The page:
Richard Reeves
B u s i n e s s   S k i l l s   f o r   S c i e n c e   a n d   T e c h n o l o g y rule

Management tools

“High infant mortality among projects is inevitable”

“The gate system is intended to ensure that the right home-work has been done”

Stage-Gate® management of New Product Development

About seventy per cent of R&D work can be classified as new product development (NPD). The term is also used in marketing, and indeed sometimes a new product is entirely a marketing concept, with trivial technical input, such as a new flavour or colour. Marketing has an essential input even when most of the expenditure on a project is for technical work, as will be seen.

As R&D projects strive to proceed from mere ideas through stages to success as revenue earning products or processes in the business, most fall by the way. Typically when twenty ideas start as projects with budgets, only one will survive through to implementation. Most fail as accumulated information makes it clear that there are technical, marketing, financial or strategic problems that render them unviable, or at any rate less attractive than other projects. High infant mortality among projects is inevitable because of the nature of R&D, and if very high completion rates are achieved, management should investigate to see whether the R&D work is too unadventurous. Even so, much failure can be due to weaknesses in managing the process. Sometimes money is spent to develop a product only to discover that manufacturing cannot make it, or marketing cannot sell it, or the company does not wish to move in that direction. Projects can be hard to kill because of the commitment of their adherents long after facts are available that indicate that the money should be committed elsewhere. Sometimes managers attempt to pick winners at too early a stage, when it would be better to spend a little on a number of projects at first, to find out more about them.

The stagegate system of NPD project management provides go/kill decisions at about five gates, at each of which a project must apply for further funding. At the first gate an idea seeks funding for an initial few days of work, and has to meet only the simple criteria that it appears to be technically feasible, it appears to have market feasibility, and it is in line with company strategy. A financial appraisal is not required at this gate. The most critical gate is that allowing a project through to development, because development is the most expensive of the stages, but has a high failure rate. What is needed at this gate is a full business plan, to which marketing, production, finance and strategy have all contributed. Here formal discounted cashflow estimates of project benefit are required (see chapter 18), and plans must be available in appropriate detail for subsequent testing, production and marketing if the project should pass through development successfully. The requirements to be met at each gate, and the criteria for passing, are set out in advance. Gate committees include representatives of all company functions. It is at the gates that managers of other functions are enabled to take part in R&D decision making, and the most senior managers should attend major gates such as the one leading to development.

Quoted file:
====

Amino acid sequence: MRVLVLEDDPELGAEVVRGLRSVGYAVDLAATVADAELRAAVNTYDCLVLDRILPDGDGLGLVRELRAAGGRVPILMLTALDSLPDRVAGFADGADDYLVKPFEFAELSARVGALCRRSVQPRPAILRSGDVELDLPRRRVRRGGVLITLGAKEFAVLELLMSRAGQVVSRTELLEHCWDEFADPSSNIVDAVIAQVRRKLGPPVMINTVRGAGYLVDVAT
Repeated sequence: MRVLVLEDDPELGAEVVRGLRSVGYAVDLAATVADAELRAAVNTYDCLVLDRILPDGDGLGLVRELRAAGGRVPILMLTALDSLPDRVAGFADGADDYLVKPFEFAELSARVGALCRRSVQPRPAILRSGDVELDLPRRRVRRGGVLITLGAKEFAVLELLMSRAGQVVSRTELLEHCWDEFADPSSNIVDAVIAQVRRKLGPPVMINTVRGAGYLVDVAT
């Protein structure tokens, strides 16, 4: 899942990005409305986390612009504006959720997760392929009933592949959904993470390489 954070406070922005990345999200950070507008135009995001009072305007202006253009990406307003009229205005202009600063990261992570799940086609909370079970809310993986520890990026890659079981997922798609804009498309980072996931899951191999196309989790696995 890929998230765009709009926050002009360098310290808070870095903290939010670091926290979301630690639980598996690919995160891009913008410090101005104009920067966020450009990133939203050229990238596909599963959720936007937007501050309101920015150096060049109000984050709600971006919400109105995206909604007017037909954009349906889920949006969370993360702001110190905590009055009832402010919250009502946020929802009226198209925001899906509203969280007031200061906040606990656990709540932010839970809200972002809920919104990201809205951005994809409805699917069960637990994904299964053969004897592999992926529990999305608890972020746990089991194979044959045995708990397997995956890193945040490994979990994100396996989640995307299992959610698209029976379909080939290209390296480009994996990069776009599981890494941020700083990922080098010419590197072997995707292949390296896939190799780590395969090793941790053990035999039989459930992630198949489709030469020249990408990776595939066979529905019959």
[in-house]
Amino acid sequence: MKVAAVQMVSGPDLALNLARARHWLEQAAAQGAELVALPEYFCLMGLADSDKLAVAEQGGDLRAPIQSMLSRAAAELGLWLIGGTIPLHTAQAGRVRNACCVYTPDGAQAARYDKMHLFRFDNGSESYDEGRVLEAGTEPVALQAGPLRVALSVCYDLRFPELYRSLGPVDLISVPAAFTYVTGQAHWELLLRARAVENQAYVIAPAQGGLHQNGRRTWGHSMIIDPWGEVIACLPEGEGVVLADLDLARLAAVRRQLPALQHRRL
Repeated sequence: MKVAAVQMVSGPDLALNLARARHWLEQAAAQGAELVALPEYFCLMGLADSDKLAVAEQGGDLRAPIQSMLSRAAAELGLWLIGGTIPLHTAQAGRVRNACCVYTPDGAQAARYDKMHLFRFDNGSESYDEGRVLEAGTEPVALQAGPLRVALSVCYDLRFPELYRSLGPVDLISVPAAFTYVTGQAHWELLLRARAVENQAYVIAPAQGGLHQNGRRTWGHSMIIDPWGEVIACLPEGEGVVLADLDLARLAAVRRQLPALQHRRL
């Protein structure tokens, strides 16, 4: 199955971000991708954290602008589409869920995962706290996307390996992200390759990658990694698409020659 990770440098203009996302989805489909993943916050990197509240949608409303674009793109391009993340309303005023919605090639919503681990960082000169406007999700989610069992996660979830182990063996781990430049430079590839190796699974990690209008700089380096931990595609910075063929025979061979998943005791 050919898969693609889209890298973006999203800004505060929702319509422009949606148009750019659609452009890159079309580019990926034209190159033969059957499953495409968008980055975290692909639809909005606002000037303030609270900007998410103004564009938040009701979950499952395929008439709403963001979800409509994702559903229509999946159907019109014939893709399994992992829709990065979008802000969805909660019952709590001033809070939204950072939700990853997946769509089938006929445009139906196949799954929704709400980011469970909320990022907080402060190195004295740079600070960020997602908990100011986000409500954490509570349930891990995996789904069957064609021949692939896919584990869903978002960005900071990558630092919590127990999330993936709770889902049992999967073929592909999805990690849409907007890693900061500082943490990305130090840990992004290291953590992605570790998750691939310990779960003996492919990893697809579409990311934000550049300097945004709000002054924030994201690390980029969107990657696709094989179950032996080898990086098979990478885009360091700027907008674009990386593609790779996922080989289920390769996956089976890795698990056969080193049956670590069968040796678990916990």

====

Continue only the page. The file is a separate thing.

It can be seen that the gate system is intended to ensure that the right homework has been done before commitments are made, and to introduce an appropriate element of parallel working among the company functions. It should also achieve buy-in for the projects selected. An important function of gate committees is to check that not only has the required work been done, but that it has been done with sufficient quality.

Management of the R&D portfolio

In the Stage-Gate® system projects are considered in isolation, or at best in comparison with each other. A view of the whole group of R&D investments is also required, to appraise whether there is a high probability of generating enough successful new products in the short to medium term, whether the long term is being appropriately catered for as well, and whether the total activity is fostering a coherent and synergistic technical capability. Senior managers are well used to handling commercial risks, and should give considerable thought to their R&D portfolio.

R&D portfolio management is a subject which is still under development. Some of the factors to assess are the maturity of the technology the company uses, the maturity of the industry, technological competitiveness in each area in which the company operates, and the strategic needs of each part of the business. Project risks need to be estimated - it is usually sufficient to classify risks as small, medium and high, rather as company shares are classified. One useful tool is to classify the technologies which the company uses into:

  • pacing technologies, which have the potential to change the basis of competition
  • key technologies, which are critical to present success and may be proprietary
  • base technologies, which may be essential but offer no competitive edge because they are widely available.
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